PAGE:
The Philosophy of Post-ideology Part Two

I strive to legitimise the proactive use of common sense
To no one theory should we have any adherence
There’s not just one problem on which we should be focusing
Nor a single strategy that we should be pursuing
In lieu of the pluralist necessities of governing
In practice, it seems that there’s a need for some of everything
(Not everything, obviously, but for Christ’s sake, let’s at least open our minds a bit)

When communications are received
Their meaning, by us, is perceived
Now, how much can you really tell from an election?
Can you seriously claim to judge preference or direction
When it’s just a part of the electorate
Looking to the perceived lesser of two evils for protection?
Only about 40% of the votes cast, according to my recollection
Were for a party in favour of short-term deficit reduction
(You have to admit, we have a pretty interesting electoral system)

Have you ever seen anything more depressing than Parliament?
Party politics takes up most of it
Constantly speaking to cover their asses
Constantly speaking, but constantly seeming flaccid
I’ve seen more vibrant sit-ins at hospital waiting rooms
And more work gets done in petting zoos
(Talk about inefficiency in public services)

Our legislators are set up to end up like they have and thus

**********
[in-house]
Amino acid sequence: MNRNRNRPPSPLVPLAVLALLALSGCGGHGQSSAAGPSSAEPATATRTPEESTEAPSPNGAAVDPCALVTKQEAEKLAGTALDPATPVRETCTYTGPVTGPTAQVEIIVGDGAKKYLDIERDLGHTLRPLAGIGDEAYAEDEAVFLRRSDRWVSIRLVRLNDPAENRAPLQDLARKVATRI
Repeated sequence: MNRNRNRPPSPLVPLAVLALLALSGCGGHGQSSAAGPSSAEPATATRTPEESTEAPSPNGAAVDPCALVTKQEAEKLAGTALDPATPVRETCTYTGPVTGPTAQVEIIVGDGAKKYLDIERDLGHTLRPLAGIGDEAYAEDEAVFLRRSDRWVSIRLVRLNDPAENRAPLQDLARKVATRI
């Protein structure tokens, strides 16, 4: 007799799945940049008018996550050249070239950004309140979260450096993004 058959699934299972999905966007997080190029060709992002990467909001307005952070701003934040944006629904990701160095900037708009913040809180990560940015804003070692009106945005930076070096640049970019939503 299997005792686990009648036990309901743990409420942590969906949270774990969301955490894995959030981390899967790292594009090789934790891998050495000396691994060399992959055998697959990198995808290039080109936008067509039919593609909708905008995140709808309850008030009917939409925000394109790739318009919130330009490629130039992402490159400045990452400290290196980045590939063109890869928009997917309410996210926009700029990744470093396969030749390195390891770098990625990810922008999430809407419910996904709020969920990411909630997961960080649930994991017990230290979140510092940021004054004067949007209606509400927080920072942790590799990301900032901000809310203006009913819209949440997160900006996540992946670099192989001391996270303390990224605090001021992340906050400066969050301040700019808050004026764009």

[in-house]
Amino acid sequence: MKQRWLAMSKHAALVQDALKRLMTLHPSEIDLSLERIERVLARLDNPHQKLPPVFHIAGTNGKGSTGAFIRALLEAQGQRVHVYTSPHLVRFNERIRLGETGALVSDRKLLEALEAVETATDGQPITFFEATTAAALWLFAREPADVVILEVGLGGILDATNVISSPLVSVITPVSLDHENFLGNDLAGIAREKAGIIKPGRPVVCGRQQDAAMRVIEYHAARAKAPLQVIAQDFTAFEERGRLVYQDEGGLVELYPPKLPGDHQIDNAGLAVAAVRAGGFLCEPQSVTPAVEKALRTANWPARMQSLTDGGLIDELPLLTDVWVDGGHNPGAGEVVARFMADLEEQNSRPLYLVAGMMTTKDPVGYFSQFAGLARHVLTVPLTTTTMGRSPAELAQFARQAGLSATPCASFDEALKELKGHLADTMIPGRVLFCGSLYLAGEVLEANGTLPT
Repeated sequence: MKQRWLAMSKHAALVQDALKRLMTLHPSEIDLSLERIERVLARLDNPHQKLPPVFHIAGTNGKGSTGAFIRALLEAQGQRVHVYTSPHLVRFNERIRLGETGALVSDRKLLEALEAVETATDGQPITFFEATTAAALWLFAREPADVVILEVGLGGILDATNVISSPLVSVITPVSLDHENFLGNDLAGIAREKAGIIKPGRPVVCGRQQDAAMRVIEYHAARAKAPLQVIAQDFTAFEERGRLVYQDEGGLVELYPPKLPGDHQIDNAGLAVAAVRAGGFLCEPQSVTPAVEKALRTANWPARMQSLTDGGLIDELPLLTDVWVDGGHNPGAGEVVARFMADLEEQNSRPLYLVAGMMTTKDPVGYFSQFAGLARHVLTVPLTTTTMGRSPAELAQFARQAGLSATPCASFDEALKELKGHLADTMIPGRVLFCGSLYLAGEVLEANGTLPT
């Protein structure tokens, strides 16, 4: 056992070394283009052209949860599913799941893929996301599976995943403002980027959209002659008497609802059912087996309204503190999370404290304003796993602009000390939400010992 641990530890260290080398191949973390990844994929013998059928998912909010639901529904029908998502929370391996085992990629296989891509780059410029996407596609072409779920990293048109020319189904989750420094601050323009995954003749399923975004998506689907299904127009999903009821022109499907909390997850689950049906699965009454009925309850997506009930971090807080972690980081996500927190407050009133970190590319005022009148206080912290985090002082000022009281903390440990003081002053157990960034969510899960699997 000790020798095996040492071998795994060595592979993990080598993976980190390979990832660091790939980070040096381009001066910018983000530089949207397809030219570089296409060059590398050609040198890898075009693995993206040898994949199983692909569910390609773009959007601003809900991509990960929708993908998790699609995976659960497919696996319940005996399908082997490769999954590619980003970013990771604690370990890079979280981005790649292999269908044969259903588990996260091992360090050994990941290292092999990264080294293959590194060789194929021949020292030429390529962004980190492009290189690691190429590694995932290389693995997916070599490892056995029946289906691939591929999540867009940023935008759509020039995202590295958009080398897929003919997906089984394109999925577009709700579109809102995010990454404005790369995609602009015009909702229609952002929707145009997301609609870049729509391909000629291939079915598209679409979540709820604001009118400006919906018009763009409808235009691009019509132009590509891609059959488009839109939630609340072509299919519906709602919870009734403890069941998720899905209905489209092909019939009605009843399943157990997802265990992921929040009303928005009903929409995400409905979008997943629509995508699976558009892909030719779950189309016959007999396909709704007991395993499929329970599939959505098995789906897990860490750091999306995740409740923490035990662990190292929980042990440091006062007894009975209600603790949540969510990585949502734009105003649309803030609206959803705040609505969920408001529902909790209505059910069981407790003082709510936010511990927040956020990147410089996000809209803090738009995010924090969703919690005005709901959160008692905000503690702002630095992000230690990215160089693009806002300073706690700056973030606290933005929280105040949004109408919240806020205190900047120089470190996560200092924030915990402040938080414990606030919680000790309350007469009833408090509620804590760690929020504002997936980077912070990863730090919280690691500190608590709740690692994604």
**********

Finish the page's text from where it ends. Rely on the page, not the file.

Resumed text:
The sole job of the whips is to hinder the democratic process
While party politics prevents opinions from being discussed
Some say to ditch Cameron, but he’s only a figurehead
Better yet, that whole thought process needs to be put to rest
Prescribing expenses, subsidies for Natwest and other largesse nonsense
(But they’re not bad people; they’re just stuck in a corrupting incentive structure)

Courted by a bunch of MBA’s
What did an industry body tell them to do today?
If we have to keep spending low so that the government can borrow
Then maybe that’s not the best way to raise money for tomorrow
So-called investors only have as much power as they’re given
Given that money is a human system
(So… why do governments have to borrow it?)

Our Parliament is littered with superfluous luncheons
False economies of consumption, corruption dressed up as private functions
That’s how we end up being metaphorically truncheoned
Now that a fast food chain and a soda company
Have been entrusted to tell the government what to do about health policy
Everyone is suddenly really thin and healthy
(Nice one)

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